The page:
The Fourth Country Problem: Eisenhower's Nuclear Nonproliferation Policy
Maddock, Shane, Presidential Studies Quarterly
"Soon even little countries will have a stockpile of these bombs, and then we will be in a mess," exclaimed President Dwight D. Eisenhower in spring 1954.(1) Eisenhower had hoped to energize an American nonproliferation policy that had languished since the failure of the Baruch Plan in 1946, but these efforts proved fruitless. Although no one in the Eisenhower administration proposed recanting Washington's opposition to nuclear spread, some officials, such as Atomic Energy Commission (AEC) Chairman Lewis Strauss, began to wonder if attempting to halt nuclear dissemination was akin to an effort to hold back the tides. Arms race advocates exhibited disdain for nonproliferation schemes and intense suspicion of the Soviets, concluding that all disarmament agreements would erode U.S. security. Other U.S. policy makers, such as John Foster Dulles and Harold Stassen, believed that the arms race threatened U.S. security but also rejected comprehensive disarmament proposals as naive and idealistic. Instead, they embraced arms control plans that attempted to manage the arms race rather than end it. Eisenhower tried to forge a consensus in his administration between the arms control and arms race advocates. He too believed that an unchecked arms race posed a serious threat to U.S. survival, but he also harbored deep suspicions regarding Soviet intentions and reliability. He concluded that an already dangerous international system would become even more threatening if other countries beyond the United States, Great Britain, and the Soviet Union acquired nuclear weapons.
Eisenhower took action on both the national and international levels to resolve the "fourth country" problem. He met with limited success when both Great Britain and the Soviet Union expressed interest in U.S. nonproliferation proposals. But ultimately, cold war suspicions, disagreement within the Eisenhower administration, and presidential impotence led to subordination of nonproliferation to other policy goals, especially maintaining North Atlantic Treaty Organization (NATO) unity and winning the support of nonaligned nations with Atoms for Peace aid. In the face of this inaction, other countries initiated their own nuclear weapons programs, including France, Israel, and the People's Republic of China. Eisenhower's failure to conclude a nonproliferation agreement therefore raises important questions about the ability of two international rivals to cooperate in areas of mutual national interests, about the acceleration of the nuclear arms race, and about Eisenhower's presidential leadership. It also indicates that the withering of U.S. hegemony, which became most palpable in 1960s and 1970s, had roots reaching back to the zenith of American power.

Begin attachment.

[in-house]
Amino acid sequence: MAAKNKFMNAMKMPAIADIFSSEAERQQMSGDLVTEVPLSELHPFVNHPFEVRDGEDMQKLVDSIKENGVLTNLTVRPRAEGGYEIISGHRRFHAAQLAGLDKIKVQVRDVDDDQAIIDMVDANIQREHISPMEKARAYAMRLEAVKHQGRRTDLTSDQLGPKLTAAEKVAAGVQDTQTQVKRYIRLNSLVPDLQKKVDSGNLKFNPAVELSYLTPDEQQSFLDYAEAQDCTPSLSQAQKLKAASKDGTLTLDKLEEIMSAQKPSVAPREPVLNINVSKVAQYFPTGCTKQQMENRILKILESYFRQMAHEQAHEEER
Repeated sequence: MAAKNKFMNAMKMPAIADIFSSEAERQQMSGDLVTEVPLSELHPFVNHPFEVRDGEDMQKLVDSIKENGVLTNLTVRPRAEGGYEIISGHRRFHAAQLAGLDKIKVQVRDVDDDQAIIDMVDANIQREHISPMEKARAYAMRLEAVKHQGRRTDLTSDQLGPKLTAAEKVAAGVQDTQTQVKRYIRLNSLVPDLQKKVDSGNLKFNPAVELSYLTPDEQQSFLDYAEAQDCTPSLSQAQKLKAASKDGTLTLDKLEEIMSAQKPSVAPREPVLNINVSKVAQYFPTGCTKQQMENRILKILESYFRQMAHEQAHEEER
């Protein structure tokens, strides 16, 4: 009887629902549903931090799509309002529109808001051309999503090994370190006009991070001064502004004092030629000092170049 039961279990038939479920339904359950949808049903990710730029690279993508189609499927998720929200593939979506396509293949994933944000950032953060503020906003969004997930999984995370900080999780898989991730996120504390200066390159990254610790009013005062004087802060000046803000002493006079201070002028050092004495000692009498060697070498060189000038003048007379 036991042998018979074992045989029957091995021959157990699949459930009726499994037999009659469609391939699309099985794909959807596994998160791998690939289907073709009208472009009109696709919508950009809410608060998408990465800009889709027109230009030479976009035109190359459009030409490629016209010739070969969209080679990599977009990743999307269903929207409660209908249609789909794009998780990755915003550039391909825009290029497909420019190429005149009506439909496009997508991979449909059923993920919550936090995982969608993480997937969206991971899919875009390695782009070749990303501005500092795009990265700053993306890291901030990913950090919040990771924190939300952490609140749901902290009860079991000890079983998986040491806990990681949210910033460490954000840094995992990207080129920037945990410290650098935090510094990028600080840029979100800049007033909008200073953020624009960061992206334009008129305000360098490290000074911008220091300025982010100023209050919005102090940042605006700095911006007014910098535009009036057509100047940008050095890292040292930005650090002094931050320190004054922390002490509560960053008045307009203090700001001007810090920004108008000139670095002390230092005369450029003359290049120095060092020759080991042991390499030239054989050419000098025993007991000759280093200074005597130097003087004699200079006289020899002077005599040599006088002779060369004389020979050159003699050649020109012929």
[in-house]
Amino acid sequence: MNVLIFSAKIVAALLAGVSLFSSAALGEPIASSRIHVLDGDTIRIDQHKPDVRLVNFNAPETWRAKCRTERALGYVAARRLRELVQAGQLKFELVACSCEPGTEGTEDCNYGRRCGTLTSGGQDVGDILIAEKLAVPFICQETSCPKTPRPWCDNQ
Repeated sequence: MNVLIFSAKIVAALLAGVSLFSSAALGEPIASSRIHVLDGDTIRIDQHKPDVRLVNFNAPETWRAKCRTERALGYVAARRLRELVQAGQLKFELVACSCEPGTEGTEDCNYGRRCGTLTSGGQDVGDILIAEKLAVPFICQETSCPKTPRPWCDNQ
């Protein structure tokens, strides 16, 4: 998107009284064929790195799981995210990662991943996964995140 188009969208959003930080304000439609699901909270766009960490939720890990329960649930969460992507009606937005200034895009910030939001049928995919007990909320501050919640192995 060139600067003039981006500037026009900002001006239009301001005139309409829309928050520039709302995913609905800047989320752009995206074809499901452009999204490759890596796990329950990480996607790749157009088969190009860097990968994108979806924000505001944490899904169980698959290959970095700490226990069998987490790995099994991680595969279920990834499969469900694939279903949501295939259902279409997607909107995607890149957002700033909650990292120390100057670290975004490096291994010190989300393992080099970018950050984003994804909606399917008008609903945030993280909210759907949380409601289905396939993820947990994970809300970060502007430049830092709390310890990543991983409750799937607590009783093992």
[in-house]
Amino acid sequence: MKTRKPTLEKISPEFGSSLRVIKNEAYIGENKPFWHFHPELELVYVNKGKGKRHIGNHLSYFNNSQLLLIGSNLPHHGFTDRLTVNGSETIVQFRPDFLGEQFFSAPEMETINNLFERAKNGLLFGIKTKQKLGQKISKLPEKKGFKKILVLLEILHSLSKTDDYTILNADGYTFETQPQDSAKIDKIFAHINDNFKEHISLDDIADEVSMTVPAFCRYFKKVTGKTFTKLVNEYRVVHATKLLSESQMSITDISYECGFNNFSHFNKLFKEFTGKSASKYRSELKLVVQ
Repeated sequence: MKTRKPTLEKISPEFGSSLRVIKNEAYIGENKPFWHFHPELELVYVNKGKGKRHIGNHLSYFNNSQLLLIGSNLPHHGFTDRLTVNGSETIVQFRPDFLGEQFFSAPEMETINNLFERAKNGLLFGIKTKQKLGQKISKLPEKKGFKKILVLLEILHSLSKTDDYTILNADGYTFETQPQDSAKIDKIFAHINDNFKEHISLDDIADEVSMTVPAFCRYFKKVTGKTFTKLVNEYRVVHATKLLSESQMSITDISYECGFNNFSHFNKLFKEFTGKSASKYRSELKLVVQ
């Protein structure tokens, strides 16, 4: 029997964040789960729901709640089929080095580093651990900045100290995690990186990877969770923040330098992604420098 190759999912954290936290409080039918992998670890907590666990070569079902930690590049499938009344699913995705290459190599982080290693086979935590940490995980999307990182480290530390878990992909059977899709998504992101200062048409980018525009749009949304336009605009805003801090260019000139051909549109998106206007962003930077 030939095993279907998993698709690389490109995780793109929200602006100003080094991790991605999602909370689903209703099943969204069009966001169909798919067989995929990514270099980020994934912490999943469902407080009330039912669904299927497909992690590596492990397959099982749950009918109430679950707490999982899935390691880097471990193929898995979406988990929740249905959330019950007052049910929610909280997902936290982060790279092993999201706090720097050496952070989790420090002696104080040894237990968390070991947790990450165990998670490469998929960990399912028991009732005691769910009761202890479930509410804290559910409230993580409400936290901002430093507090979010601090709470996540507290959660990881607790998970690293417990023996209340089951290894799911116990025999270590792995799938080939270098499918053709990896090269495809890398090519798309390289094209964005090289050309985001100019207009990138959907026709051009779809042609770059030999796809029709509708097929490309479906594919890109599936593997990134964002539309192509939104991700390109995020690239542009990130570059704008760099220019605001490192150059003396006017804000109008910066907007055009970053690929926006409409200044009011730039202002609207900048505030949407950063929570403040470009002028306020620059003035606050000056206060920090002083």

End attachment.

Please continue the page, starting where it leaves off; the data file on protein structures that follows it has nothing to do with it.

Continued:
Eisenhower entered the presidency with a more sophisticated understanding of nuclear weapons and their role in U.S. strategy than any of his predecessors or successors. While U.S. army chief of staff from 1945 to 1948 and later as supreme commander of NATO from 1951 to 1952, Eisenhower helped supervise the integration of atomic weapons into U.S. strategy. As president, he combined this experience with his adherence to the German military thinker Karl von Clausewitz's theories on the interconnection of war and politics.(2) But his reading of Clausewitz provided him with contradictory impulses toward nuclear weapons. Eisenhower feared that if he sustained the high level of defense spending he had inherited from Truman, it would damage the U.S. economy. He warned an aide, "If we let defense spending run wild, you get inflation ... then controls ... then a garrison state ... and then we've lost the very values we were trying to defend."(3) A military policy based primarily on nuclear deterrence offered a feasible means to reduce defense spending while offering sufficient striking force to check Soviet aggression.(4) But the new president also worried that nuclear weapons used in massive numbers violated the Clausewitzian principle that military victory must serve a clear political purpose. …